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Database, SQL and PL/SQL

Your Move

Go cloud-first with Oracle Database 12c Release 2.

By Jeff Erickson and John Soat

November/December 2016

The launch of Oracle Database 12c Release 2 gives organizations of all sizes access to the world’s fastest, most scalable, and most reliable database in a cost-effective, secure, and open cloud environment—one that’s fully compatible with on-premises environments.

The Oracle Database 12c multitenant container architecture provides the agility and low operational cost required of databases in the cloud. In Oracle Database 12c Release 2, the number of pluggable databases per container database increases to 4,096, while isolation between tenants in the same container is strengthened. The release also adds new features and capabilities, including hot cloning, online refresh, and pluggable database relocation.

 
More Oracle Database 12c
Release 2 in This Issue

For more on new Oracle Database 12c Release 2 features in this issue, check out the following hands-on, how-to technical articles:

“Now you can unplug a database from one container and plug it into another with no downtime to the application. It’s that simple,” says Andy Mendelsohn, executive vice president of database server technologies at Oracle. “That could move a database from one data center to another, or in a hybrid cloud environment you could be moving a database from on premises to Oracle Cloud. So it’s a very agile, mobile infrastructure. This is what customers have told us they need in the cloud.”

Memorable Analytics

The Oracle Database In-Memory option was first available for Oracle Database 12c. In-memory technology increases performance by storing data in processor memory, avoiding the usual I/O bottleneck to disk storage. Oracle’s in-memory technology is “dual format”—a row format for processing transactions and a column format for high-speed data analytics. Analytics run incredibly fast in Oracle Database In-Memory, and Oracle Database 12c Release 2 makes in-memory joins and complex queries even faster.

Some organizations don’t like the idea of running transactions and analytics in the same system, however. So Oracle Database 12c Release 2 adds the ability to use Oracle Active Data Guard to run Oracle Database In-Memory analytics on a standby database rather than in the production transaction system. It’s “a key innovation other vendors don’t support in their in-memory database technologies,” Mendelsohn says. “This is the most requested enhancement from users of earlier versions of Oracle Database 12c.”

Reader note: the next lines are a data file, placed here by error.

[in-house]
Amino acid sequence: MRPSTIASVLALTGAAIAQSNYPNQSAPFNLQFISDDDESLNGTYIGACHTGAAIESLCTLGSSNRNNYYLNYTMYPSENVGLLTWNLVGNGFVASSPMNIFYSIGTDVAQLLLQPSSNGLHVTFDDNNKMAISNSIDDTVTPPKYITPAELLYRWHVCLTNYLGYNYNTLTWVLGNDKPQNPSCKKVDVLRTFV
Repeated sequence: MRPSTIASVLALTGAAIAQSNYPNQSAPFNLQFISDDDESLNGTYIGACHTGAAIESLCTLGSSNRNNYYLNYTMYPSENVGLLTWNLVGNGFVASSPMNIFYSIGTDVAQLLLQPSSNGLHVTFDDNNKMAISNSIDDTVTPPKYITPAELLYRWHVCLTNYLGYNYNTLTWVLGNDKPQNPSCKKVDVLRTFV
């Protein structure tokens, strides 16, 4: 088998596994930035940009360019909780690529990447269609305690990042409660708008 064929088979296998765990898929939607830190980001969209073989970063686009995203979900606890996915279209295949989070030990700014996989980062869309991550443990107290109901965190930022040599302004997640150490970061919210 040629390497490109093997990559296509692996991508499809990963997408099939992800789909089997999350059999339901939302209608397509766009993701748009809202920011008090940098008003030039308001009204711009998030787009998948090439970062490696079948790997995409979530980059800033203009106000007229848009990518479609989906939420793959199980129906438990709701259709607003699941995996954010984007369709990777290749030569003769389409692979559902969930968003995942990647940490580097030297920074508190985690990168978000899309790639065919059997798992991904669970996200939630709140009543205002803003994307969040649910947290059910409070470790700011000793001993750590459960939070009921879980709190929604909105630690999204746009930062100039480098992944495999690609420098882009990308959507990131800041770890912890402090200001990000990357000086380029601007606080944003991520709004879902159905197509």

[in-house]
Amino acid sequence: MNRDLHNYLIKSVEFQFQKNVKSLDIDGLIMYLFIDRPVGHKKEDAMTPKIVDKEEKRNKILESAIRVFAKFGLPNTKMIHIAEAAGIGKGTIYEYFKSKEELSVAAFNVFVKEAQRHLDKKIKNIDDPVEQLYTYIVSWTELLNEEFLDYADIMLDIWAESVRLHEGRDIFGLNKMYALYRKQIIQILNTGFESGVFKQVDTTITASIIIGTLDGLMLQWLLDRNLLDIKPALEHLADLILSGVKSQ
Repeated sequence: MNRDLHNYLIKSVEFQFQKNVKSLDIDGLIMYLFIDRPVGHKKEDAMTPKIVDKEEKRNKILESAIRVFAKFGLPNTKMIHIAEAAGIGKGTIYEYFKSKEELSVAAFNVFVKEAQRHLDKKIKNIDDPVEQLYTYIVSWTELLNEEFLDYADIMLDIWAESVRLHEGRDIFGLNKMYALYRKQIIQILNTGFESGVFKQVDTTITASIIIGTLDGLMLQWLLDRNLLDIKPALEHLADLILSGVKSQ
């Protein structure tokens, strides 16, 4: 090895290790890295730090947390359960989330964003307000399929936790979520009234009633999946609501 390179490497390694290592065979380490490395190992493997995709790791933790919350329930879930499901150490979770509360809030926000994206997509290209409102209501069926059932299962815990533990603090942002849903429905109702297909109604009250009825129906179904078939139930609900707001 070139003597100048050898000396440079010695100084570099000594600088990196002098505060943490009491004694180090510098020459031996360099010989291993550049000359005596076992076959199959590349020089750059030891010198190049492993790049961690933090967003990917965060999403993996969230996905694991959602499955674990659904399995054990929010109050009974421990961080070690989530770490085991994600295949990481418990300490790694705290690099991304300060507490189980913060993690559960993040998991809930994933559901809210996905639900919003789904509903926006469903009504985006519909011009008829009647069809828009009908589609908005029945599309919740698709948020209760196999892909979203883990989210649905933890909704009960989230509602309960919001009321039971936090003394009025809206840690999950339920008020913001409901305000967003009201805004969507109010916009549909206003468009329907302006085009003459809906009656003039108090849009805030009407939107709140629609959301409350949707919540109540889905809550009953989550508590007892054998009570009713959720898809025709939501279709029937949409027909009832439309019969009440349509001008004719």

Express Cloud
We’re going to preserve the investments people have made in the applications they’ve written around Oracle Database.”
–Andy Mendelsohn, Executive Vice President, Database Server Technologies, Oracle

The first place you can run Oracle Database 12c Release 2 is in the new Oracle Database Exadata Express Cloud Service (Exadata Express). Starting at just US$175 per month for a 20 GB database, it’s a great entry-level database cloud service for DevTest or production databases. Exadata Express runs Oracle Database 12c Release 2 Enterprise Edition with most options and runs on Oracle’s database-optimized Oracle Exadata infrastructure. Customers can start with a small deployment on Exadata Express and scale to large database deployments on Oracle Database Cloud Service and Oracle Database Exadata Cloud Service.

All Oracle Database cloud services are compatible with Oracle databases running on premises, so customers can easily transition on-premises workloads to the cloud and back again. “As we’ve done over the past 30-plus years, we’re going to preserve the investments people have made in the applications they’ve written around Oracle Database,” Mendelsohn says. “We do this while pushing forward aggressively into the new technologies our customers need to outperform their competitors.”

For more information on Oracle Database Exadata Express Cloud Service, see the “Expressly Oracle” sidebar.

Ongoing Refinement and Coverage

Another new feature in Oracle Database 12c Release 2 is support for cloud-scale automated database sharding—slicing up a database workload, such as a global ecommerce system, and running it across hundreds of disparate databases.

Referring to the manual sharding process in use with databases today, Mendelsohn says: “It gives you highly reliable, highly scalable infrastructure. The problem is, you have to design your applications for this kind of environment.” That work results in significant operational expenses, which can be prohibitive for many organizations. It’s why, he says, “customers asked us to help them automate the sharding process. And that’s what we delivered in Oracle Database 12c Release 2.”

Still, the paradigm-shifting cloud-first Oracle Database 12c Release 2 is about more than the cloud, the multitenant architecture, in-memory computing, and sharding.

It includes a variety of new security, high-availability, scalability, performance, and manageability features. Look for coverage of these features in future issues of Oracle Magazine.

For application developers, Oracle Database 12c Release 2 also enhances key programming language and framework support. This issue of Oracle Magazine, for example, includes deep dives into how to use new PL/SQL and JavaScript Object Notation (JSON) support in Oracle Database 12c Release 2, and future issues will explore other new database features.

Next Steps

 LEARN more about Oracle Database 12c Release 2.

 LEARN more about Oracle Database Exadata Express Cloud Service.

 

Photography by Gioia Fabbri, Unsplash